Friday 10th August 2012 - Share and Delani Villages- Bush Buck Ridge
Hi from Ruth Wendy Cheryl and Pauline
Abi's nail bar!
Cheryl & Wendy join a bead party
Today was a very special one – it was our last full day working in the communities with Hands At Work. We spent the morning at Share with the Care Workers, on their own this time. It was planned as a pampering session and we had a variety of activities organised, beading, nail painting, hand massage, clay modelling and bracelet braiding. The day started as usual with singing, only this time using English choruses. Some of the team were involved with the washing of the feet of the Care Workers, which evoked spontaneous singing, a very moving experience for all. Wendy will elaborate on this part of the day later in this blog entry below.
It was lovely to get the opportunity to spend time with the women as themselves rather than as Care Workers. It was great to see them relaxed and having a break from their usual responsibilities. They really seemed to relish the chance to spend time on themselves. The beading was especially popular as they enjoyed the making and the wearing of necklaces and bracelets.
The end of the morning was difficult as we had to say our last goodbyes, emotional for all, lots of hugs and tears, but only after a hymn in typical energetic African style. Wendy and Rose were in the middle stomping with the best!!
We spent the afternoon at Delani where we ate together the lunch we had prepared earlier, children, Care Workers and our team. This is a smaller centre than Share with only 4 care workers at present, Petrus, Grace, Trifena and Eunice. We played games with the children with skipping ropes, balls and with the fabric parachute. We then assembled little aeroplanes together and had fun flying them. The children were a delight and it was another lovely visit.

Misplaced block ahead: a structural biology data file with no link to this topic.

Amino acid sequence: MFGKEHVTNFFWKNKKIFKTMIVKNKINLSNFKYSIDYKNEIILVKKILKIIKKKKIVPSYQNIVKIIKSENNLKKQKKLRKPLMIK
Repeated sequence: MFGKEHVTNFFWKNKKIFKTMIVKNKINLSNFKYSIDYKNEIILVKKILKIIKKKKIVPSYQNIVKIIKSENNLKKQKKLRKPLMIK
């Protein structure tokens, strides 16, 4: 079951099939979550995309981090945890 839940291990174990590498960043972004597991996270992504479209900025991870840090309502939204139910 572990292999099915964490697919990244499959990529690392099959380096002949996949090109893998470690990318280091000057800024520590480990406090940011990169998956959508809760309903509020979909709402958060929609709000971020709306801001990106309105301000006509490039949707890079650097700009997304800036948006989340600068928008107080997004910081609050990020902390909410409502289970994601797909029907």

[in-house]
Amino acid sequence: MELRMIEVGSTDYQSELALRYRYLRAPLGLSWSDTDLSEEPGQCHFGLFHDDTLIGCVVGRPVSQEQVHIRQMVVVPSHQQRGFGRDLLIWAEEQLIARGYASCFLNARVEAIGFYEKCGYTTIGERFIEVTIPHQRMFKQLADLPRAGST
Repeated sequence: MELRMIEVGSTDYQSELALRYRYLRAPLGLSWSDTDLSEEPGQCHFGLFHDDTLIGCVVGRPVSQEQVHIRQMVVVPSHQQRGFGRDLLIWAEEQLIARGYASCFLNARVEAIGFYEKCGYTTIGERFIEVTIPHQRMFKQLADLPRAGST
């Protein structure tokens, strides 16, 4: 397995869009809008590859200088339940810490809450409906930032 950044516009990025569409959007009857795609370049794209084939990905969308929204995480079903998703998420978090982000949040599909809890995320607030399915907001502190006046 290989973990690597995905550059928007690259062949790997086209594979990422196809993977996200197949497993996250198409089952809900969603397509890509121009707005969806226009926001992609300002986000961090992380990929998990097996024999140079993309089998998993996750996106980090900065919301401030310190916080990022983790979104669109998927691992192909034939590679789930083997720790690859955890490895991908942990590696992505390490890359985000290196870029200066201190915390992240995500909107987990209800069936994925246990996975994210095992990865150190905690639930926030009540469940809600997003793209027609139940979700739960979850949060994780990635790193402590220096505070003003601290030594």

A long drive back to the Hands Hub at White River which now felt like coming home!
Love to all at home x
Hi from Wendy
Following on from the blog entry above from the four of us who share a room, Pauline, Ruth and Cheryl I wanted to tell you a little bit more about yesterday (Friday) at Share.
Richard led the worship with songs that had actions: Praise ye the Lord: Jesus love is very Wonderful: Our God is a Great big God: Father we adore you: Liz led a song (We love you Jesus, deep down in our hearts) and then we sang Amazing Grace just one verse. We had a bible reading which was taken from Phillipians 2: 5 – 11, this was read in English and then into Shangani, the language of the Care Workers. Richard explained how Jesus was divine and yet human, how he was so humble and yet God - and how during the last supper Jesus washed the disciples feet as a way of honouring them and equipping them for their work. But Peter said he couldn’t let Jesus wash his feet - he wanted to wash Jesus’ feet. Jesus’ response was in love when he said “unless I wash you, you have no part in me.
We, the group from England, wanted to honour the work that these Care Workers do for their Communities and the children, because they give so much of their love, their time and their energy. Washing their feet was a way that we could show our love for them and that we honour them and all that they do. What we didn’t know was how they would respond to this offering.
Promotion, one of the Care Workers, who was sat next to me said “I really want this”. There were smiles all round, much to our surprise, as they waited expectantly for us to get ourselves ready.
There were three teams of three. One to wash, one to dry and cream and one to pray. In my group was Brian, Leah and me. Leah and myself took turns to wash and dry and Brian prayed.
The time of foot washing began quietly but gently singing began to move around the place, filling every fibre of your being. The essence of God was in this place. The words I heard were “thankyou Jesus, thankyou Jesus” echoing all around..
Those of our team who were making sandwiches in the background, said that the singing was very beautiful and very moving.
For me, it was a humbling and emotional experience, one I will never forget. In a way it was in the foot washing that we were honouring them, but by the Care Workers allowing us to do this for them, they honoured us.
We then moved into the bead making, drinks and biscuits and finally finished with an act of worship in true African style, singing and moving around.
Saying goodbye was very difficult, especially to two people who became very important for me, that was Promotion and Onny.